DOI: 10.1111/ssqu.13363 ISSN: 0038-4941

All aboard? An analysis of public opinion regarding high‐speed rail

Sara Johnson, Euel Elliott
  • General Social Sciences



High‐speed rail is not well utilized in the United States. This study examines public interest in high‐speed rail and the role the apparent urban–rural political divide may play in its establishment.


Data from a sample of 1648 U.S. residents and 515 Texas residents surveyed in Fall 2020 and Spring 2021 were analyzed to determine their likelihood of choosing high‐speed rail if it was available.


Results found that 35 percent of national respondents and 52 percent of Texas respondents indicated they are likely to choose high‐speed rail. Characteristics such as age, education, gender, and political party affiliation had a statistically significant relationship with a respondent's likelihood of choosing high‐speed rail.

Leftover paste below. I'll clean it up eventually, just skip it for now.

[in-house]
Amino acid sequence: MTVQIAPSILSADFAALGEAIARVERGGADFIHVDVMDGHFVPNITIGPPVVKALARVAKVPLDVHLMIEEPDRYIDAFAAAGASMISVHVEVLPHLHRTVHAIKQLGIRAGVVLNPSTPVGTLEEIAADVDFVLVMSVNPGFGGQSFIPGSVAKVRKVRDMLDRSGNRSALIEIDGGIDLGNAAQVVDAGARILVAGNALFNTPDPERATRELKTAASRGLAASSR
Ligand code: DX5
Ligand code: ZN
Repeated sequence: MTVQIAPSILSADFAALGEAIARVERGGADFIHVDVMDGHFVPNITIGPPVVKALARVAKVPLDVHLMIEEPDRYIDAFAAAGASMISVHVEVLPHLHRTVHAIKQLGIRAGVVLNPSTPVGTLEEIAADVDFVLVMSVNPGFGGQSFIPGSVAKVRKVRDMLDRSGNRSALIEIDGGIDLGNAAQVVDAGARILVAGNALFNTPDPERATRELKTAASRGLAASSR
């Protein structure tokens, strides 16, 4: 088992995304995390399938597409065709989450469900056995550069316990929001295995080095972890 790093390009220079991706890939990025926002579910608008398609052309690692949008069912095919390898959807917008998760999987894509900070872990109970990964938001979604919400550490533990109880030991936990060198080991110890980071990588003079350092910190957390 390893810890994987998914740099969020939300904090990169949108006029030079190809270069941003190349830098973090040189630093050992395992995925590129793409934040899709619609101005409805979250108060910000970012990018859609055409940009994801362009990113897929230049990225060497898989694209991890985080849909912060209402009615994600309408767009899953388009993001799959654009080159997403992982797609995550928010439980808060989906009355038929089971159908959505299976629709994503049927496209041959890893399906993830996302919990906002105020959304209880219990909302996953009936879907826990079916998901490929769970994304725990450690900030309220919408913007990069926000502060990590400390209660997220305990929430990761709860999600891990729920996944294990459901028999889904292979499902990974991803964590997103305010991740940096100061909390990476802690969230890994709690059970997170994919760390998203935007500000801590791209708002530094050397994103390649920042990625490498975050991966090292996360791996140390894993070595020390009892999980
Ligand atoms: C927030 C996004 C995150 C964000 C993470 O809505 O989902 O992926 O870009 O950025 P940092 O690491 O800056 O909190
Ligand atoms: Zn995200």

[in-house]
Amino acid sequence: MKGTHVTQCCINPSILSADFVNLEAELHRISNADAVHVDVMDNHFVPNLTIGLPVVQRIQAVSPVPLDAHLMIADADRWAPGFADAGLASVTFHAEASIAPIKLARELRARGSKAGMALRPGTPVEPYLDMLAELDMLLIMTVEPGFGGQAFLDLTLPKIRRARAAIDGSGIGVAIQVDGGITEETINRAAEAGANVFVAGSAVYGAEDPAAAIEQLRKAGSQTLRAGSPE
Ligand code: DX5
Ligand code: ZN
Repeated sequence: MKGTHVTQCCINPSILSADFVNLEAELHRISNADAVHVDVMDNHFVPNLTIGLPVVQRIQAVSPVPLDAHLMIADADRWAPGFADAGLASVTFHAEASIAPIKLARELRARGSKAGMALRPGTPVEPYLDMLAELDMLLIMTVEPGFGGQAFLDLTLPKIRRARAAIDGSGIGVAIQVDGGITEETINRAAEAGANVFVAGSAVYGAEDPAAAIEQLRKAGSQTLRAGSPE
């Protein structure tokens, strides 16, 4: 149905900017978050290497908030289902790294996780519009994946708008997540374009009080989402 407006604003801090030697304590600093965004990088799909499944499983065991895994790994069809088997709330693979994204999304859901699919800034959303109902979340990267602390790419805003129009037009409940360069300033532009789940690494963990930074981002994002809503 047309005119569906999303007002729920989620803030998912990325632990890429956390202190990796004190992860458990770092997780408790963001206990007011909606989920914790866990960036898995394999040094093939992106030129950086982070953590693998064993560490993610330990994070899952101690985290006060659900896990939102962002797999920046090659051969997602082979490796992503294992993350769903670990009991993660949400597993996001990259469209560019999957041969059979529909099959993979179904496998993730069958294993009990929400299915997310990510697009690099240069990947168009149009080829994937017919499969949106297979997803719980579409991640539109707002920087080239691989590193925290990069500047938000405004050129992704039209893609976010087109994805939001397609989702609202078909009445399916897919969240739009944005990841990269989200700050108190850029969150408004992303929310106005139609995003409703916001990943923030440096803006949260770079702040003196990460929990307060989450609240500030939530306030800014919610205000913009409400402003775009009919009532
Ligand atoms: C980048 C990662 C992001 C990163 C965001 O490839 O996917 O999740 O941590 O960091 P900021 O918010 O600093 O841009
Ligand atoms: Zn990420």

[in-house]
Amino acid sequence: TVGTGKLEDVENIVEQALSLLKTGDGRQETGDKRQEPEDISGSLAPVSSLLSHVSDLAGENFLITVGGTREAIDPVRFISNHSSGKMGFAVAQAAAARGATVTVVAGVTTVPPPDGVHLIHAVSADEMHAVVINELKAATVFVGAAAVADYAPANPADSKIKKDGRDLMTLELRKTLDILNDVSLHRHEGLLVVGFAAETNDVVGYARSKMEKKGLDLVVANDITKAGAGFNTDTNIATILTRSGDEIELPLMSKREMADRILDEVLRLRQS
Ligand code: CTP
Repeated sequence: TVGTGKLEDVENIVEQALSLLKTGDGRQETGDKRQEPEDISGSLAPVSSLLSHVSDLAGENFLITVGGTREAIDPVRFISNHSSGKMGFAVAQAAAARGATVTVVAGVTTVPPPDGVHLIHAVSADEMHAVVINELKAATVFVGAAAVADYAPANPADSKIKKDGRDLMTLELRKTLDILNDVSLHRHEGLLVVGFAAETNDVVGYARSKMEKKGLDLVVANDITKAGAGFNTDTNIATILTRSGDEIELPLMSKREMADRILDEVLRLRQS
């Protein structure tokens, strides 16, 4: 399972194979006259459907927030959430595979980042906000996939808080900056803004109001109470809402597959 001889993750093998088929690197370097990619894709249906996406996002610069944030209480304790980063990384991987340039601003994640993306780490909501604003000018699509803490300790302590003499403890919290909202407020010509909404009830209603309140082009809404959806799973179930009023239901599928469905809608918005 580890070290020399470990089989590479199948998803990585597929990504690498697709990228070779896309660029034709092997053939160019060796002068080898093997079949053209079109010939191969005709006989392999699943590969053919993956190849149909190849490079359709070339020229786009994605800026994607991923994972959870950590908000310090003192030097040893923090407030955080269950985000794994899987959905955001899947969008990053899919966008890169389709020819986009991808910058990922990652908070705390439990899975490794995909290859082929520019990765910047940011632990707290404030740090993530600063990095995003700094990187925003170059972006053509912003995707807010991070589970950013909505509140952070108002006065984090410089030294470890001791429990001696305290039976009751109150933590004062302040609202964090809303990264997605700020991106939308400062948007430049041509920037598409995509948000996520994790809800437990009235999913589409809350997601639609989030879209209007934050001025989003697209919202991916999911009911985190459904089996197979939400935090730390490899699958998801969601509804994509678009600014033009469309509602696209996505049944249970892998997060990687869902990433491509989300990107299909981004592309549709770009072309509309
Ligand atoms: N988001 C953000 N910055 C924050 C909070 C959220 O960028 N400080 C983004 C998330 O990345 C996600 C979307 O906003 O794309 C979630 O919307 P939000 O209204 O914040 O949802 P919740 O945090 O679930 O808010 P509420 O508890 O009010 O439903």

This analysis indicates an interest in high‐speed rail in both samples. Many of the characteristics of those likely to choose high‐speed rail are consistent with typical early adopters of innovation. Democrats seem more likely to consider high‐speed rail, however identifying as either a Republican or a Democrat resulted in a positive, statistically significant relationship with an interest in high‐speed rail in the Texas sample. While this discussion does appear to have a partisan divide, other characteristics seem to be a strong predictor of interest in high‐speed rail.

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